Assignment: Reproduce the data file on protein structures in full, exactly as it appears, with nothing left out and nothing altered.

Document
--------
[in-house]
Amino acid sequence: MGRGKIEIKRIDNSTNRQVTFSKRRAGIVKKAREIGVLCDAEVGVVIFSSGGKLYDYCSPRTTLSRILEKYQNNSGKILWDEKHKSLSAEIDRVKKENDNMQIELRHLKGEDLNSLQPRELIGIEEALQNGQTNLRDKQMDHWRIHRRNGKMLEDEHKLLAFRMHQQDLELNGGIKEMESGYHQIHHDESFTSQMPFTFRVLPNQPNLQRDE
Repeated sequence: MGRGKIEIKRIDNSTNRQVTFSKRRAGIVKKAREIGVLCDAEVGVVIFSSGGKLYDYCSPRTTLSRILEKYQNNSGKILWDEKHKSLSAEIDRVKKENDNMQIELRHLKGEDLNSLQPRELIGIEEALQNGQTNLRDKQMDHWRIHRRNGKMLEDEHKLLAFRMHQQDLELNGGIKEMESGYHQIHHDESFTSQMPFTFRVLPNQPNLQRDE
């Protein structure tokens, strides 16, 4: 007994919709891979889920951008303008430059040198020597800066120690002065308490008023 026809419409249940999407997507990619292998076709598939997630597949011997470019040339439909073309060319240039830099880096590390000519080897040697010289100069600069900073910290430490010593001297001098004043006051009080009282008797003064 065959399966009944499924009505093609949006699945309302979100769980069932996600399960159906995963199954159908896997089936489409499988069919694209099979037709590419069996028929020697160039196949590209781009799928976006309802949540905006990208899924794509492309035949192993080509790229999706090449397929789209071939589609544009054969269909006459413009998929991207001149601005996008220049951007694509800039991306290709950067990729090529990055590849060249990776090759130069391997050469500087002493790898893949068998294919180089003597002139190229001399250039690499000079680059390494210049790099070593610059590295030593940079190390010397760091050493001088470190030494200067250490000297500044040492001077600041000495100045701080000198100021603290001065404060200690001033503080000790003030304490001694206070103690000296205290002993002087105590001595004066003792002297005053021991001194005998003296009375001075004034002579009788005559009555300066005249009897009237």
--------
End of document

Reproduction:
[in-house]
Amino acid sequence: MGRGKIEIKRIDNSTNRQVTFSKRRAGIVKKAREIGVLCDAEVGVVIFSSGGKLYDYCSPRTTLSRILEKYQNNSGKILWDEKHKSLSAEIDRVKKENDNMQIELRHLKGEDLNSLQPRELIGIEEALQNGQTNLRDKQMDHWRIHRRNGKMLEDEHKLLAFRMHQQDLELNGGIKEMESGYHQIHHDESFTSQMPFTFRVLPNQPNLQRDE
Repeated sequence: MGRGKIEIKRIDNSTNRQVTFSKRRAGIVKKAREIGVLCDAEVGVVIFSSGGKLYDYCSPRTTLSRILEKYQNNSGKILWDEKHKSLSAEIDRVKKENDNMQIELRHLKGEDLNSLQPRELIGIEEALQNGQTNLRDKQMDHWRIHRRNGKMLEDEHKLLAFRMHQQDLELNGGIKEMESGYHQIHHDESFTSQMPFTFRVLPNQPNLQRDE
């Protein structure tokens, strides 16, 4: 007994919709891979889920951008303008430059040198020597800066120690002065308490008023 026809419409249940999407997507990619292998076709598939997630597949011997470019040339439909073309060319240039830099880096590390000519080897040697010289100069600069900073910290430490010593001297001098004043006051009080009282008797003064 065959399966009944499924009505093609949006699945309302979100769980069932996600399960159906995963199954159908896997089936489409499988069919694209099979037709590419069996028929020697160039196949590209781009799928976006309802949540905006990208899924794509492309035949192993080509790229999706090449397929789209071939589609544009054969269909006459413009998929991207001149601005996008220049951007694509800039991306290709950067990729090529990055590849060249990776090759130069391997050469500087002493790898893949068998294919180089003597002139190229001399250039690499000079680059390494210049790099070593610059590295030593940079190390010397760091050493001088470190030494200067250490000297500044040492001077600041000495100045701080000198100021603290001065404060200690001033503080000790003030304490001694206070103690000296205290002993002087105590001595004066003792002297005053021991001194005998003296009375001075004034002579009788005559009555300066005249009897009237």